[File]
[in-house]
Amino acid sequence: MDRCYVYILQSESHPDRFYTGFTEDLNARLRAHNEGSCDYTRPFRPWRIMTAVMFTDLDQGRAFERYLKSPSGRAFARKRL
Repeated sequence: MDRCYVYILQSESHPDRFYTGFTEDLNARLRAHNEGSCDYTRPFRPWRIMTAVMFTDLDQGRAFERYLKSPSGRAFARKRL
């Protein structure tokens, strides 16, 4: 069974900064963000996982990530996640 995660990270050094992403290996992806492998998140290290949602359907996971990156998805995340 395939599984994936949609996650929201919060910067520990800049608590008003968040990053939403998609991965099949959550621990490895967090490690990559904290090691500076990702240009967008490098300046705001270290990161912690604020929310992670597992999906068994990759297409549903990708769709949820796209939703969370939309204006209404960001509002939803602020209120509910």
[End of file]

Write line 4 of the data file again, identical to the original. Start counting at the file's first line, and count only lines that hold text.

């Protein structure tokens, strides 16, 4: 069974900064963000996982990530996640 995660990270050094992403290996992806492998998140290290949602359907996971990156998805995340 395939599984994936949609996650929201919060910067520990800049608590008003968040990053939403998609991965099949959550621990490895967090490690990559904290090691500076990702240009967008490098300046705001270290990161912690604020929310992670597992999906068994990759297409549903990708769709949820796209939703969370939309204006209404960001509002939803602020209120509910």